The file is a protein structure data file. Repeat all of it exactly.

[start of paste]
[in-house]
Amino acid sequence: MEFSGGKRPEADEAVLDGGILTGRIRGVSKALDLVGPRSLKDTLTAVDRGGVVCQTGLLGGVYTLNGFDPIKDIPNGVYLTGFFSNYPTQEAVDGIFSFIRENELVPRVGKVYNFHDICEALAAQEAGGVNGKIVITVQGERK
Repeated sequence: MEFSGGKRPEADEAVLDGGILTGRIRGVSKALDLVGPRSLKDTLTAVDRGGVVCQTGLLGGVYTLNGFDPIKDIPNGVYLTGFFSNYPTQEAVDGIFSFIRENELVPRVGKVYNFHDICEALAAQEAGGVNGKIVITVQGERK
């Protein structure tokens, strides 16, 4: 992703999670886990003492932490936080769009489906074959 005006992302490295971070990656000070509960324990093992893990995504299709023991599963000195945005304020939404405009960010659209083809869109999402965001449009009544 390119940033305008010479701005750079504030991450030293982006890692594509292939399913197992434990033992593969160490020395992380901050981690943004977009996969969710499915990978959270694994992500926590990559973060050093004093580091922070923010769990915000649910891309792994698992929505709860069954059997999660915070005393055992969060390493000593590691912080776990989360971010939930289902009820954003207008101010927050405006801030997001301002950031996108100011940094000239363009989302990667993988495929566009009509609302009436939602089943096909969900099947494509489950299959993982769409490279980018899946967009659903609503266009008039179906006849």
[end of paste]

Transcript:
[in-house]
Amino acid sequence: MEFSGGKRPEADEAVLDGGILTGRIRGVSKALDLVGPRSLKDTLTAVDRGGVVCQTGLLGGVYTLNGFDPIKDIPNGVYLTGFFSNYPTQEAVDGIFSFIRENELVPRVGKVYNFHDICEALAAQEAGGVNGKIVITVQGERK
Repeated sequence: MEFSGGKRPEADEAVLDGGILTGRIRGVSKALDLVGPRSLKDTLTAVDRGGVVCQTGLLGGVYTLNGFDPIKDIPNGVYLTGFFSNYPTQEAVDGIFSFIRENELVPRVGKVYNFHDICEALAAQEAGGVNGKIVITVQGERK
């Protein structure tokens, strides 16, 4: 992703999670886990003492932490936080769009489906074959 005006992302490295971070990656000070509960324990093992893990995504299709023991599963000195945005304020939404405009960010659209083809869109999402965001449009009544 390119940033305008010479701005750079504030991450030293982006890692594509292939399913197992434990033992593969160490020395992380901050981690943004977009996969969710499915990978959270694994992500926590990559973060050093004093580091922070923010769990915000649910891309792994698992929505709860069954059997999660915070005393055992969060390493000593590691912080776990989360971010939930289902009820954003207008101010927050405006801030997001301002950031996108100011940094000239363009989302990667993988495929566009009509609302009436939602089943096909969900099947494509489950299959993982769409490279980018899946967009659903609503266009008039179906006849």